• Lawyers
  • Paralegals
  • Secretaries
  • Elected officials
  • Government agency personnel
  • Courthouse personnel
  • Clerks and officials at registries of deeds and probate
  • Law enforcement personnel
  • Banking professionals
  • Insurance professionals
  • Real estate professionals
  • Personnel at nonprofit human service organizations

Organizing your list of professional contacts according to areas of expertise or occupation makes forgotten contacts easier to locate than listing them all alphabetically. Specialty practice areas might also provide additional categories for you. When many names appear under one category, arrange the names within that category alphabetically, if you wish.

Make a permanent record of this list. Leave room for additional names and data in the future. As you conduct your litigation attorney job search in the months to come, your network of professional contacts will surely expand.

In other paralegal courses, you may have learned that conflicts of interest most often occur when a lawyer changes jobs. If the client of a lawyer's new office is in an adversarial position to a client that the lawyer represented in the past, then that lawyer may have a conflict of interest. The newly hired lawyer-and possibly the entire office-could be disqualified from involvement in the current case.

In many jurisdictions, a law firm can be disqualified from a case due to a paralegal's conflict of interest just as it can for a lawyer's conflict, so a paralegal's previous casework may have to be cross-checked, too. To protect themselves and their clients, growing numbers of offices are asking newly hired paralegals for the same kind of case list demanded of newly hired lawyers. As a job candidate, every paralegal intern should be prepared for this possibility.

Of course, the information on your client list is highly confidential. It is not compiled for your school's benefit. It certainly should never be shared with friends or family. It is provided only to future employers and only after you have been hired, so that continued confidentiality can be ensured.

Your list of cases should include the following information:
  • The full name and address of your office's client
  • The case name, date, docket number, and cause of action (nature of the case)
  • The full names of related parties such as co-owners of disputed property or directors, officers, and major shareholders of a corporation

Even if a prospective employer does not inquire about former clients and cases, discovering that you have a list available can be an impressive factor in your favor. It shows you are keenly attuned to the ethical implications of law practice and prepared for all contingencies. Having such a list demonstrates your willingness to take responsibility for protecting the office's clients-in ways the office might not yet have considered.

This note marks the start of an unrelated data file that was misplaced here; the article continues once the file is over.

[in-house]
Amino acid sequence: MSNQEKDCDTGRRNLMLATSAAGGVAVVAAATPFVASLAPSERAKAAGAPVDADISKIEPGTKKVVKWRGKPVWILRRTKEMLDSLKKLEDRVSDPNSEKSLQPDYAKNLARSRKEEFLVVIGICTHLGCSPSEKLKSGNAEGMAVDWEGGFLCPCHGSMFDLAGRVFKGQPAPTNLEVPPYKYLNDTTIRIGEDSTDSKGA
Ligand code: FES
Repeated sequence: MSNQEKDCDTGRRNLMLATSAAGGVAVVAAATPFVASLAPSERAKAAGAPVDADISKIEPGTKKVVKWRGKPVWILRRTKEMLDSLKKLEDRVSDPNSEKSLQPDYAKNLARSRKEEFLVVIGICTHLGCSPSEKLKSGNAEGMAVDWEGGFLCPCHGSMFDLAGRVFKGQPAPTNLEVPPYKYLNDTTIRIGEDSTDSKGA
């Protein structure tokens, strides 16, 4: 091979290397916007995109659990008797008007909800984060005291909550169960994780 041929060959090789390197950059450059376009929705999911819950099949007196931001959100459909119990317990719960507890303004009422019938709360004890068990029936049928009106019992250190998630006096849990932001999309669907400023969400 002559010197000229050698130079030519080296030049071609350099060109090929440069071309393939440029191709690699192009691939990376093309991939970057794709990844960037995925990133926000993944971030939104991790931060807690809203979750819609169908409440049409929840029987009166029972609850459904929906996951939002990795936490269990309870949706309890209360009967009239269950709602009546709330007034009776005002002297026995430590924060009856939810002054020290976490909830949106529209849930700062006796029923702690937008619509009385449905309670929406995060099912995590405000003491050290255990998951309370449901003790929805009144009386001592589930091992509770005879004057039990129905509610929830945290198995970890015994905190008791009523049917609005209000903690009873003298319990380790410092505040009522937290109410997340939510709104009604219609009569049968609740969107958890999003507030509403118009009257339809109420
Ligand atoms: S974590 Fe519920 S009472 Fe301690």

You may change jobs several times in the years to come. Each time you do, this list may once again become critically important. Update your client list regularly, such as when you undergo a salary review, when your hiring contract is renewed, or on each anniversary of your hiring. And never leave a law office position without making sure your list is up to date.

Alternative Summary

Harrison is the founder of BCG Attorney Search and several companies in the legal employment space that collectively gets thousands of attorneys jobs each year. Harrison’s writings about attorney careers and placement attract millions of reads each year. Harrison is widely considered the most successful recruiter in the United States and personally places multiple attorneys most weeks. His articles on legal search and placement are read by attorneys, law students and others millions of times per year.

More about Harrison

About LawCrossing

LawCrossing has received tens of thousands of attorneys jobs and has been the leading legal job board in the United States for almost two decades. LawCrossing helps attorneys dramatically improve their careers by locating every legal job opening in the market. Unlike other job sites, LawCrossing consolidates every job in the legal market and posts jobs regardless of whether or not an employer is paying. LawCrossing takes your legal career seriously and understands the legal profession. For more information, please visit

published February 22, 2013

By CEO and Founder - BCG Attorney Search left
( 175 votes, average: 4.2 out of 5)
What do you think about this article? Rate it using the stars above and let us know what you think in the comments below.